MOSCOW, October 17. /TASS/. Azerbaijan’s Foreign Ministry confirmed on Saturday the agreement on a humanitarian ceasefire in Nagorno-Karabakh coming into effect at 00.00 local time on Sunday, October 18, according to a statement published on the foreign ministry’s site.
"The Republic of Azerbaijan and the Republic of Armenia have agreed to a humanitarian truce as of October 18th, 00h00 local time," Azerbaijan’s Foreign Ministry said.
"This decision was taken following the statement of the Presidents of the French Republic, the Russian Federation and the United States of America, representing the co-chair countries of the OSCE Minsk Group of 1 October 2020, the Statement by the Co-Chairs of the OSCE Minsk Group of 5 October, and in line with Moscow Statement of 10 October 2020," the statement reads.
Earlier on Saturday, Russian Foreign Minister Sergey Lavrov held talks with his counterparts from Armenia and Azerbaijan by phone.
At the talks, brokered by Russia and held in Moscow on October 9, Azerbaijan and Armenia agreed to a ceasefire. It came into effect at 12.00 local time on Saturday, October 10 for humanitarian reasons, for the exchange of detainees and recovery of war dead. Nevertheless, both sides traded blame for violations.
Renewed clashes between Azerbaijan and Armenia erupted on September 27, with intense battles raging in the disputed region of Nagorno-Karabakh. The area experienced flare-ups of violence in the summer of 2014, in April 2016 and this past July. Azerbaijan and Armenia have imposed martial law and launched mobilization efforts. Both parties to the conflict have reported casualties, among them civilians.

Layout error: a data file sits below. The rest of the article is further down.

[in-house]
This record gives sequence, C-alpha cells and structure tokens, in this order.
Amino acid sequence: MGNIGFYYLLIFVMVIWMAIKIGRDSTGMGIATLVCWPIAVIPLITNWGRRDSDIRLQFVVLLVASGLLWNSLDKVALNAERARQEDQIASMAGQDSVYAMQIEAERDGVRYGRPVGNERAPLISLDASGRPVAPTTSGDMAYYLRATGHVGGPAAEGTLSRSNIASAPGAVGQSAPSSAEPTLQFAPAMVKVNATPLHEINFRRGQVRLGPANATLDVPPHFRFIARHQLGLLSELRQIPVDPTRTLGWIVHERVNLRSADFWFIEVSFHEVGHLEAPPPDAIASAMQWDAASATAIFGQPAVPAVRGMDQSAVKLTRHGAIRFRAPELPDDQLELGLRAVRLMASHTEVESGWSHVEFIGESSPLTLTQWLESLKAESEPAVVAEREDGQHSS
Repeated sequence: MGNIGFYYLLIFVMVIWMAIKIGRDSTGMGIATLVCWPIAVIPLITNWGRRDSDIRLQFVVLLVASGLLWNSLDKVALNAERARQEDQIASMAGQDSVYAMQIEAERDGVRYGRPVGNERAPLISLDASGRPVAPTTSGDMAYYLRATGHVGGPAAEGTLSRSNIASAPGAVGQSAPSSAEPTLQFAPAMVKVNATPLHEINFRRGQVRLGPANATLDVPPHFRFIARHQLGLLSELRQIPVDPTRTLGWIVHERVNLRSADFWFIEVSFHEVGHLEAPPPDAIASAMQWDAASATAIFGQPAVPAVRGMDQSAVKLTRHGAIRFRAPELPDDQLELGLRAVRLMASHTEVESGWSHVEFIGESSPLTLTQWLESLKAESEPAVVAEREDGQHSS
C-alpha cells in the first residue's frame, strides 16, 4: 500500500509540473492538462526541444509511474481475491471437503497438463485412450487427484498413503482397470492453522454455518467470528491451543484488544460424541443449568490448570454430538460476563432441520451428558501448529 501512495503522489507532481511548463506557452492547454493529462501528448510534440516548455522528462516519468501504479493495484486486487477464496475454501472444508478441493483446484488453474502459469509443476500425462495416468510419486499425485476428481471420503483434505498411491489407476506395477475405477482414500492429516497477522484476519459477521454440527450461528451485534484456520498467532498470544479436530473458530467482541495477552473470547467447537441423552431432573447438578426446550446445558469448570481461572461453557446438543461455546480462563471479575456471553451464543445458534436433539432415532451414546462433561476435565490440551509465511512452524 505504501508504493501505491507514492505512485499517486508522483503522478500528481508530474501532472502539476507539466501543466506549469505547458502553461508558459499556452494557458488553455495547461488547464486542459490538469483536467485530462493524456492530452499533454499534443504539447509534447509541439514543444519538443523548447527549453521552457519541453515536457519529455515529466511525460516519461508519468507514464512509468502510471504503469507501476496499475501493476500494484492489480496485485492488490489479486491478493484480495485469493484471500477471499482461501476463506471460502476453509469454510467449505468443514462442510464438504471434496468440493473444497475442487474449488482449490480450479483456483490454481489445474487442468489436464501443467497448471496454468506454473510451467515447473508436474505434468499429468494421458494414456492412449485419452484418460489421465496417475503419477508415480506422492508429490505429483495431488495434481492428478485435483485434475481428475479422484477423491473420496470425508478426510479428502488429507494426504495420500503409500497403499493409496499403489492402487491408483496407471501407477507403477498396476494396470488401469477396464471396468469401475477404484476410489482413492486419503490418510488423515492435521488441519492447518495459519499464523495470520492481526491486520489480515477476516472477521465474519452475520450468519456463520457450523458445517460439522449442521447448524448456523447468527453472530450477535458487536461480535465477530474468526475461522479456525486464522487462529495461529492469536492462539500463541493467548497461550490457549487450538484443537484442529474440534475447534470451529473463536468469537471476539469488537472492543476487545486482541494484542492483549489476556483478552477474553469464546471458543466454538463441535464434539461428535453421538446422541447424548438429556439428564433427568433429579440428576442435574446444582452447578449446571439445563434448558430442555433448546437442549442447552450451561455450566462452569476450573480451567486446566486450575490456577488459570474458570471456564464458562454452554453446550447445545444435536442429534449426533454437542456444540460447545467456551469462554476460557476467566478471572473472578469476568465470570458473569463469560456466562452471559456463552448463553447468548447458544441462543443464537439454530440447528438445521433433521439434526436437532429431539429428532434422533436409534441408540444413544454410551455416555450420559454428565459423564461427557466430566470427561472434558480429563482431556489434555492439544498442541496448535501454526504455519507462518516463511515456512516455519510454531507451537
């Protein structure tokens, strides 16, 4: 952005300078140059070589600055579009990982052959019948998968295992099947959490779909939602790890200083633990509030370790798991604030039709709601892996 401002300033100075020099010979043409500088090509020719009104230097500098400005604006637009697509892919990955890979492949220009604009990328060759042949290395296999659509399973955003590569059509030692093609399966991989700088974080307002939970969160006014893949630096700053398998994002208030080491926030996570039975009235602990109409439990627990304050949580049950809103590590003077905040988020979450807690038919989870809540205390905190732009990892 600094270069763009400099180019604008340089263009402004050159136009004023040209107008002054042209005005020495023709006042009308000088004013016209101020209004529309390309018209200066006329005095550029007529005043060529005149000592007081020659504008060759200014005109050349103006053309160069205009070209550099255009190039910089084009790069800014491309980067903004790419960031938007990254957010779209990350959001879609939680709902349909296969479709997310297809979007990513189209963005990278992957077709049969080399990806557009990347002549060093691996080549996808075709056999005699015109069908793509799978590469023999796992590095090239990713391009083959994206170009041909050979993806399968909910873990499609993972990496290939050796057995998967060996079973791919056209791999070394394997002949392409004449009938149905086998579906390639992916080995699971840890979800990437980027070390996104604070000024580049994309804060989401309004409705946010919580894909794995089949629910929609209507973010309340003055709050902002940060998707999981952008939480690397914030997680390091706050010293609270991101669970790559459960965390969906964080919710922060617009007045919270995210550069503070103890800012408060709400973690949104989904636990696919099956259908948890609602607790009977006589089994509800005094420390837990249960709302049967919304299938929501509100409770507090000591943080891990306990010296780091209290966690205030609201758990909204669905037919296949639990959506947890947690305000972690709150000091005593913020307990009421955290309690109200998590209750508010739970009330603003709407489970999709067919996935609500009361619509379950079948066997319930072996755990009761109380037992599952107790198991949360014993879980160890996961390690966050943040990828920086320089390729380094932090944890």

The conflict between Armenia and Azerbaijan over the highland region of Nagorno-Karabakh, a disputed territory that had been part of Azerbaijan before the Soviet Union break-up, but primarily populated by ethnic Armenians, broke out in February 1988 after the Nagorno-Karabakh Autonomous Region announced its withdrawal from the Azerbaijan Soviet Socialist Republic. In 1992-1994, tensions boiled over and exploded into large-scale military action for control over the enclave and seven adjacent territories after Azerbaijan lost control of them. Talks on the Nagorno-Karabakh settlement have been ongoing since 1992 under the OSCE Minsk Group, led by its three co-chairs - Russia, France and the United States.